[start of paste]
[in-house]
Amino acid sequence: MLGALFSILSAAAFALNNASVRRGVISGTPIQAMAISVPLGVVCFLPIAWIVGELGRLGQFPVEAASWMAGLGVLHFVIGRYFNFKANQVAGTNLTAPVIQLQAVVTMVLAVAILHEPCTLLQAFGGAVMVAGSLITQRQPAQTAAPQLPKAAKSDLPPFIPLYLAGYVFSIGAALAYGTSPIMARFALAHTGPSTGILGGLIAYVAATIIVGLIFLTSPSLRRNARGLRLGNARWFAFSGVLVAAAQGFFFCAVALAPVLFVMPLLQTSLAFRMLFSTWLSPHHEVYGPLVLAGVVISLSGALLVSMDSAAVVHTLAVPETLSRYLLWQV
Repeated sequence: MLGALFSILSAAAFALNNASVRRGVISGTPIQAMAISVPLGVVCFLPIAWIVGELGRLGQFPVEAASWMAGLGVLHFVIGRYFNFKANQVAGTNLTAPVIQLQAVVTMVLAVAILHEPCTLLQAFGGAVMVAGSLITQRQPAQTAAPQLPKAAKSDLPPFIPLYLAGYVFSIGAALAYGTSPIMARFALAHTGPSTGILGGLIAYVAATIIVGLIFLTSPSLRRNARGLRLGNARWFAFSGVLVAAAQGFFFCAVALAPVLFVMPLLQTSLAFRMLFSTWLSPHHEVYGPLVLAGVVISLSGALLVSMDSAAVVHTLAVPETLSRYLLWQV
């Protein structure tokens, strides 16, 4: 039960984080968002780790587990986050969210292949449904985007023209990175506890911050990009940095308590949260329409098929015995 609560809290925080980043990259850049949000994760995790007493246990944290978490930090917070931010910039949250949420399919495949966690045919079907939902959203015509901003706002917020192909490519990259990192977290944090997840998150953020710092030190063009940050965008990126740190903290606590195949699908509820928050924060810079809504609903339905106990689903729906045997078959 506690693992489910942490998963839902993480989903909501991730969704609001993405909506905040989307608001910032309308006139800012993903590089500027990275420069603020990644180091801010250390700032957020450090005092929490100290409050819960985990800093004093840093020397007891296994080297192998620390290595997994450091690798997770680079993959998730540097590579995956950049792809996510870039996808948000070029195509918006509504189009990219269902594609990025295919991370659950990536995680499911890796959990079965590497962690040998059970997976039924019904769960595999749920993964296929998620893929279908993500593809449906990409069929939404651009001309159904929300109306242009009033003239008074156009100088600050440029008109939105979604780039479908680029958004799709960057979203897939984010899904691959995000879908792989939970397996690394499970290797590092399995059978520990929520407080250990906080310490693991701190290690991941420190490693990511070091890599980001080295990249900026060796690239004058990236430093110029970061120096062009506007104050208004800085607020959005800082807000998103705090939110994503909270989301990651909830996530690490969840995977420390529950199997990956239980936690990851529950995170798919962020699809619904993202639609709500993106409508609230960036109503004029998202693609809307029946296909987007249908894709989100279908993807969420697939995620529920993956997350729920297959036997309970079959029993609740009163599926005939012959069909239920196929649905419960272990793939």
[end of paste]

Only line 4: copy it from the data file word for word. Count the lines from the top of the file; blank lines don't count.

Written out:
């Protein structure tokens, strides 16, 4: 039960984080968002780790587990986050969210292949449904985007023209990175506890911050990009940095308590949260329409098929015995 609560809290925080980043990259850049949000994760995790007493246990944290978490930090917070931010910039949250949420399919495949966690045919079907939902959203015509901003706002917020192909490519990259990192977290944090997840998150953020710092030190063009940050965008990126740190903290606590195949699908509820928050924060810079809504609903339905106990689903729906045997078959 506690693992489910942490998963839902993480989903909501991730969704609001993405909506905040989307608001910032309308006139800012993903590089500027990275420069603020990644180091801010250390700032957020450090005092929490100290409050819960985990800093004093840093020397007891296994080297192998620390290595997994450091690798997770680079993959998730540097590579995956950049792809996510870039996808948000070029195509918006509504189009990219269902594609990025295919991370659950990536995680499911890796959990079965590497962690040998059970997976039924019904769960595999749920993964296929998620893929279908993500593809449906990409069929939404651009001309159904929300109306242009009033003239008074156009100088600050440029008109939105979604780039479908680029958004799709960057979203897939984010899904691959995000879908792989939970397996690394499970290797590092399995059978520990929520407080250990906080310490693991701190290690991941420190490693990511070091890599980001080295990249900026060796690239004058990236430093110029970061120096062009506007104050208004800085607020959005800082807000998103705090939110994503909270989301990651909830996530690490969840995977420390529950199997990956239980936690990851529950995170798919962020699809619904993202639609709500993106409508609230960036109503004029998202693609809307029946296909987007249908894709989100279908993807969420697939995620529920993956997350729920297959036997309970079959029993609740009163599926005939012959069909239920196929649905419960272990793939």